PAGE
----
(This post was inspired by the piece “Unzesty” from Renee over at “This Dead Horse”.)
When people tell you what a poem “means”, they are almost invariably telling you stuff about themselves, and only partially about the poem. Poems come to life through interaction with listeners or readers, so this seems only natural: any interpretation is telling you about that interaction, which necessarily contains the person who has said interpretation.
Like Renee in the blog post above, I can recall teachers who graded us on repeating back their own interpretations of poems, more-or-less verbatim; like her, I had to learn this the hard way, by failing a few quizzes before I caught on to the game being played. This didn’t seem like a practice calculated to building a love of poetry; it seemed more designed to create something like a cult around the professor, and there is a whole world to explore in that phenomenon.
Many of us want to appear as “oracles”, people whose insight into truth is not to be questioned. One need only go so far as Twitter to see screen after screen full of people who make assertions as to the ultimate truth of everything, and with serene confidence. I had professors, both in poetry and philosophy, who had little-to-no interest in developing the critical thinking skills of students: they had already obtained all truth, and it was the student’s job to ingest it and regurgitate it, unchanged.
It is easy to see the hallmarks of wounded ego in all of this. Very few people care about poetry — you can take it from me, I’ve been a philosopher and a poet — and the natural response of all of us who feel compelled to pursue interests few others have is to dismiss all others as a bunch of unfeeling idiots. They are not, of course, and it is only our desire to feel that our passions should be shared by the rest of the world that causes us to react this way.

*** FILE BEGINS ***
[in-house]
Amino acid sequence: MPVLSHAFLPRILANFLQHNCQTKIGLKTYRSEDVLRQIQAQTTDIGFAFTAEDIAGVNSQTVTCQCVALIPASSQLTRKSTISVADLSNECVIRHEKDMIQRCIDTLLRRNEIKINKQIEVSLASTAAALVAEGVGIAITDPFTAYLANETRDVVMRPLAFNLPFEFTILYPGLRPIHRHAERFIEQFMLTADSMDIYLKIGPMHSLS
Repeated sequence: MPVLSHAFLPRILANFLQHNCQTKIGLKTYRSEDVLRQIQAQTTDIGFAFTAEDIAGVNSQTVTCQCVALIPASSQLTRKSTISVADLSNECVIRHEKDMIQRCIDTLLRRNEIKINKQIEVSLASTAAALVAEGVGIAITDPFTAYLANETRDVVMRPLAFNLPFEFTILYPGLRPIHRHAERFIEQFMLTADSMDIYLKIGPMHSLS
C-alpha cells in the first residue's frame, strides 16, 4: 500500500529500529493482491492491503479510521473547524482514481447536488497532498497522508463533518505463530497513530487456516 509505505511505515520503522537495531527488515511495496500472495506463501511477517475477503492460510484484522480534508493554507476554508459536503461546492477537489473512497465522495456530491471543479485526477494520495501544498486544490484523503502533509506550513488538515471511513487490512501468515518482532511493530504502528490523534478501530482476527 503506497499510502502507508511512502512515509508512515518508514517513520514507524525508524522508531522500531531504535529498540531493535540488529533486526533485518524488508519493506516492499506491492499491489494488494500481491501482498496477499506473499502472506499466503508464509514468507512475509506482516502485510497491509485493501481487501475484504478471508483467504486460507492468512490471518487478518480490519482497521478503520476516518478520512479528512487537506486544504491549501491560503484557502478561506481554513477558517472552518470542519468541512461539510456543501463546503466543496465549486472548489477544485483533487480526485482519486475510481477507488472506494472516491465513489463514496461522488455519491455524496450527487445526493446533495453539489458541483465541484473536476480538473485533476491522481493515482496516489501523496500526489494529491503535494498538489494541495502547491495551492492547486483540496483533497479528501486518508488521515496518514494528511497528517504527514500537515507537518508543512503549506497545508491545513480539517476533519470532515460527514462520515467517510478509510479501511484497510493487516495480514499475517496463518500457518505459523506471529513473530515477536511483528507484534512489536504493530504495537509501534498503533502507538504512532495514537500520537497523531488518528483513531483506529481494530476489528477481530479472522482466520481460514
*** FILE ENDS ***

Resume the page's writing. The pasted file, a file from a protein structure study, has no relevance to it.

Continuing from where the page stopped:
I assumed that the teacher described in “Unzesty” himself thought pretty much nonstop about sex and death, so he saw it everywhere he looked. That human beings confute sex and power dynamics constantly is another topic about which many pages could be written, and a significant number of those would be dedicated to college professors and other people in positions of power.
If the concept of “privilege” means anything — and many dispute that the concept does mean anything, other that to be used as an empty pejorative — it is that no one sees all things objectively, and that honest perspectives on the meaning of things have equal validity. This is a vexing reality to all who love something so much that they become an expert on it.
Those other people, with their opinions. Geesh.
(For other posts from the Mighty Cheer Peppers, see here.)